Making Money From Balance Transfers

Balance transfers have long been a mainstay of credit card marketing,ever since Egg first introduced them to the UK back in 2000. Much is made of their ability to save the cardholder money by not having to pay interest on their balance for a period of months.

Initially, this period was typically six months, but now fifteen months or even longer is possible with 0% offers. You can get even longer deals if you're prepared to pay a discounted rate of interest rather than no interest at all, and in some cases you can have your interest charges fixed at around 5% for the entire lifetime of your debt - which is much cheaper than most other forms of finance such as personal loans.

There's no arguing that balance transfers can indeed be a moneysaver for people carrying a debt, but crafty cardholders can also use the facility to actually make money rather than just saving it.


The first technique, named Stoozing after an internet user who first described it, is fairly well known. Basically, you take advantage of the fact that many balance transfer cards also allow you to transfer overdraft debt onto them, rather than just debts on other credit cards. You can use this to your advantage by using your new balance transfer card to make a payment to your bank, using your entire credit limit to pay off an 'overdraft' that doesn't actually exist, leaving you with cleared cash in your account.

You can then transfer these funds to a high interest savings account, leaving it to sit and earn money for you for the whole of the balance transfer period. You then use the money to clear your card debt before the 0% period is up, and you'll be left with no debt and a nice chunk of earned interest.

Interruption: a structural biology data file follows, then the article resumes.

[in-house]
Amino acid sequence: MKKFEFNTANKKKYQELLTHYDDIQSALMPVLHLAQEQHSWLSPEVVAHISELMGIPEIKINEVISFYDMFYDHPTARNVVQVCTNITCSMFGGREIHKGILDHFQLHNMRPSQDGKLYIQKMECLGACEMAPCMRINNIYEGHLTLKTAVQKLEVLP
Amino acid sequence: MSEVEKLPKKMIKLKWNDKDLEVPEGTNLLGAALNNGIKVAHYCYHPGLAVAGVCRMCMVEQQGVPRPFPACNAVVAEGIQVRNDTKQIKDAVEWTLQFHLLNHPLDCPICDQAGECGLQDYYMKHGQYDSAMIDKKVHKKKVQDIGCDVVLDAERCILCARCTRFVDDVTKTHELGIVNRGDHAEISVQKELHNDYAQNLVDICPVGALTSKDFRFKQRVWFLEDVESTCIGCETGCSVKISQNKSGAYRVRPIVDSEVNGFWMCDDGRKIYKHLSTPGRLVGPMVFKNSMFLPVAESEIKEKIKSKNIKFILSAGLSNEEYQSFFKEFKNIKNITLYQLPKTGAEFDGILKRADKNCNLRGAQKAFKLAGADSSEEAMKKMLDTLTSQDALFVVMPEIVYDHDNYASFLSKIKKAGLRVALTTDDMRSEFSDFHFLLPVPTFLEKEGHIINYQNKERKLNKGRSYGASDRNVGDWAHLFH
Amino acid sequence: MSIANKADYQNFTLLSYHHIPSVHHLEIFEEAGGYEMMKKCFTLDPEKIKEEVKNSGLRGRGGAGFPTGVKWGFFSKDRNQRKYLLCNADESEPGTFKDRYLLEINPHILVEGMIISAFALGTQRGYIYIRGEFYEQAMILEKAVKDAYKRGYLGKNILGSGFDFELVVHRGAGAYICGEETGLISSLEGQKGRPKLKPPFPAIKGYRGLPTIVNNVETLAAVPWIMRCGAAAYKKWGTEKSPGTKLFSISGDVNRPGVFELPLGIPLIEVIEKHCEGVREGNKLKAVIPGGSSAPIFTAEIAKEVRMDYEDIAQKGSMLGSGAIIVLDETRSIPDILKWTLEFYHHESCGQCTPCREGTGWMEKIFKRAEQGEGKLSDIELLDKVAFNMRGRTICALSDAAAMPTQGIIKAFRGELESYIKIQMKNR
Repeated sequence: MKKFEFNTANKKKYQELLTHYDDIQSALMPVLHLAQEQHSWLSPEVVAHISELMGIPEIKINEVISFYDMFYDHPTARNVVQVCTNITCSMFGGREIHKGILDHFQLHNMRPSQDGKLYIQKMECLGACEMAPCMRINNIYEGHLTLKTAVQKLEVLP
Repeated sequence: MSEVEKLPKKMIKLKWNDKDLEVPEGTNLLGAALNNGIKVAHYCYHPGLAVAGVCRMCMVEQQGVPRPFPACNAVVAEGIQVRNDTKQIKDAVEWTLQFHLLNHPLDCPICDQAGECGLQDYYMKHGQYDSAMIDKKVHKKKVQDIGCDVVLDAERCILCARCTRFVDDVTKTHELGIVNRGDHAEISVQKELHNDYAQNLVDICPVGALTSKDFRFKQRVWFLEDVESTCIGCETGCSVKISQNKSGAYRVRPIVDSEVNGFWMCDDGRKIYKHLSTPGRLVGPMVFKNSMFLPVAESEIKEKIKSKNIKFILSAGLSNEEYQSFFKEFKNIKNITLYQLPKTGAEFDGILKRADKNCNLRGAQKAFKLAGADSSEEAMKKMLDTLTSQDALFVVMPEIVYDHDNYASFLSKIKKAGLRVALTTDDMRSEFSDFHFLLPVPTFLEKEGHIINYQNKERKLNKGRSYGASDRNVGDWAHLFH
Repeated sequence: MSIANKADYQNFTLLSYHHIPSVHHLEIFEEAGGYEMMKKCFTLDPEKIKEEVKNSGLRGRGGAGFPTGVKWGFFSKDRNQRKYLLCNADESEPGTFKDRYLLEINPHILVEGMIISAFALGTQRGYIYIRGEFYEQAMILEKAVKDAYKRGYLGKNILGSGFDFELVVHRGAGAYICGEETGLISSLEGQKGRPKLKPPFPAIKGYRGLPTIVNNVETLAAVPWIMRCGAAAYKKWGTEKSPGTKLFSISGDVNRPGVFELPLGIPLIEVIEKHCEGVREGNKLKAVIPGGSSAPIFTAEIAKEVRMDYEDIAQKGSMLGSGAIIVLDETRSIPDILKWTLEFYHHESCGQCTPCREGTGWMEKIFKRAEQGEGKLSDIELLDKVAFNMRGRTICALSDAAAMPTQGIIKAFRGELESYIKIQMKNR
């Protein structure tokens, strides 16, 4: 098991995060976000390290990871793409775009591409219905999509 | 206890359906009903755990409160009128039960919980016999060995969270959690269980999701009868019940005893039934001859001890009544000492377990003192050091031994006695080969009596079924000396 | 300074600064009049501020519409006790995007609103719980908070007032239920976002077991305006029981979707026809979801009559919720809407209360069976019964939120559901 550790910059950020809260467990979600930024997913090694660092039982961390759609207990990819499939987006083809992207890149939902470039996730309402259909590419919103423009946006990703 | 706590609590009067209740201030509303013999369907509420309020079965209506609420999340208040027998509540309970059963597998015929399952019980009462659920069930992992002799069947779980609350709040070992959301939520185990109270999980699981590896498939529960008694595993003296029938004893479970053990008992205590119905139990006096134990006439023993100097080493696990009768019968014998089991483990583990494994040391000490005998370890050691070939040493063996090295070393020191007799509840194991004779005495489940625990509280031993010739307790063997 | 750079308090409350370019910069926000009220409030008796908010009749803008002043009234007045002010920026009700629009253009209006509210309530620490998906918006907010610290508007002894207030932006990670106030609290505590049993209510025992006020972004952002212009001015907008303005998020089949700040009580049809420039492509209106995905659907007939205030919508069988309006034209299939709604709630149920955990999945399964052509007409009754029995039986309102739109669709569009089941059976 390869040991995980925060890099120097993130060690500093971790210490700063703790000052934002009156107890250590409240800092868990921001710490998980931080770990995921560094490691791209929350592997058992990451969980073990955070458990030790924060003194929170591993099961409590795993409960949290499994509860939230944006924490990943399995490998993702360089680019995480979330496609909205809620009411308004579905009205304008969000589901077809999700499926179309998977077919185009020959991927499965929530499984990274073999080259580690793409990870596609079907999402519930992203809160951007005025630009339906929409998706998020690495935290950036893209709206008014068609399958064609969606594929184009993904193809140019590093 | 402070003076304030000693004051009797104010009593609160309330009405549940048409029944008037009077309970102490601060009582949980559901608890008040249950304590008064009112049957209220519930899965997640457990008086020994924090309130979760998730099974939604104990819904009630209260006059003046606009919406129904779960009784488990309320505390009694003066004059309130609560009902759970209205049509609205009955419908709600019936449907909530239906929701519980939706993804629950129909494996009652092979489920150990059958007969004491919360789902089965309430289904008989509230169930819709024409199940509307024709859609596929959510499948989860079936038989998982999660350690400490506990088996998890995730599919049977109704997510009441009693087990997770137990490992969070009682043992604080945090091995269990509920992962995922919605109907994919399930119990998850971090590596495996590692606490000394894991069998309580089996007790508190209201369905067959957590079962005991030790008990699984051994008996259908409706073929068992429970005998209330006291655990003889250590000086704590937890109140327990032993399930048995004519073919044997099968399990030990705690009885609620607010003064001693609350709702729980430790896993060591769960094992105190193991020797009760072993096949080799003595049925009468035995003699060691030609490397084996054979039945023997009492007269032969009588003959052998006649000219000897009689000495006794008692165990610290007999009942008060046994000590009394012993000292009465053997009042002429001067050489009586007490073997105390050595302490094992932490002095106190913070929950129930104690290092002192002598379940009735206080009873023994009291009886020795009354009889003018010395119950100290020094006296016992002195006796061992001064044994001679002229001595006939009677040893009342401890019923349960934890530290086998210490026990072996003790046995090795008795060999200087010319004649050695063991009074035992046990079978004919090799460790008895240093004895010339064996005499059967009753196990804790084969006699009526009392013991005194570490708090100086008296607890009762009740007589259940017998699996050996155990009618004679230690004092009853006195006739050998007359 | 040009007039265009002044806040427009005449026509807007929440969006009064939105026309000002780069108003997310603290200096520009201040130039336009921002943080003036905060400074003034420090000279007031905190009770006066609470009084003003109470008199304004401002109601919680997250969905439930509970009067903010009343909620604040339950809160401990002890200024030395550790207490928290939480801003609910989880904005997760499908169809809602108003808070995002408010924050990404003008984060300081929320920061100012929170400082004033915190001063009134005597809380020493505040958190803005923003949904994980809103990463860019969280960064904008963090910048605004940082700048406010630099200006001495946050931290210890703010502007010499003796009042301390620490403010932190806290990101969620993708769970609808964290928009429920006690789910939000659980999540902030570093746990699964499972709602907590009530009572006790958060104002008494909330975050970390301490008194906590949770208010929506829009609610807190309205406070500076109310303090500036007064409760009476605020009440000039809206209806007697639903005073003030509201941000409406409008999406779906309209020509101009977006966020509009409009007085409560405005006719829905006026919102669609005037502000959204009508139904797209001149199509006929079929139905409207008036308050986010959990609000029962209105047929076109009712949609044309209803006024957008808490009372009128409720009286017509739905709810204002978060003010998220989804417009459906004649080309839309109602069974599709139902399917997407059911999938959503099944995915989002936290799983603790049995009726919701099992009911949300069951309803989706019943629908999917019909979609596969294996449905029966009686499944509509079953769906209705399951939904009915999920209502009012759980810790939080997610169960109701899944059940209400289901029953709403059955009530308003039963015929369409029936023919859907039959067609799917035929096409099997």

This used to be an incredibly powerful technique, and really could earn you a significant amount of money back in the days when balance transfers were plentiful and free, The introduction of transfer fees made Stoozing less profitable, but with recent rises in the savings rates available, it is now becoming viable once more, as the high interest earnings more than cancel out the transfer fee.


The second technique is really just a refinement of the first, and only applicable to people with offset bank accounts. With this type of banking, you can 'offset' your savings against your mortgage, reducing the amount of interest you pay.

In essence, you can use your savings to effectively reduce the amount you owe on your home - so instead of earning interest on savings, you'll be paying less interest on your mortgage. This usually works out to be a more profitable way of using surplus funds, as mortgage rates tend to be higher than savings rates, and you also avoid the tax payments involved with interest earnings.

The twist here is that you can use a 0% balance transfer facility to offset your mortgage for the period of the introductory offer, potentially saving you a lot of money. Further, you could use a lifetime balance transfer, which providing it is charged at a lower rate than your mortgage, could keep making you savings for years into the future.

Both these techniques are potentially nice little earners - not something usually associated with credit cards - but it's vital to be disciplined and make sure that you pay off your debt before the introductory period ends so as to avoid being charged interest, which will seriously erode any profits you've made.

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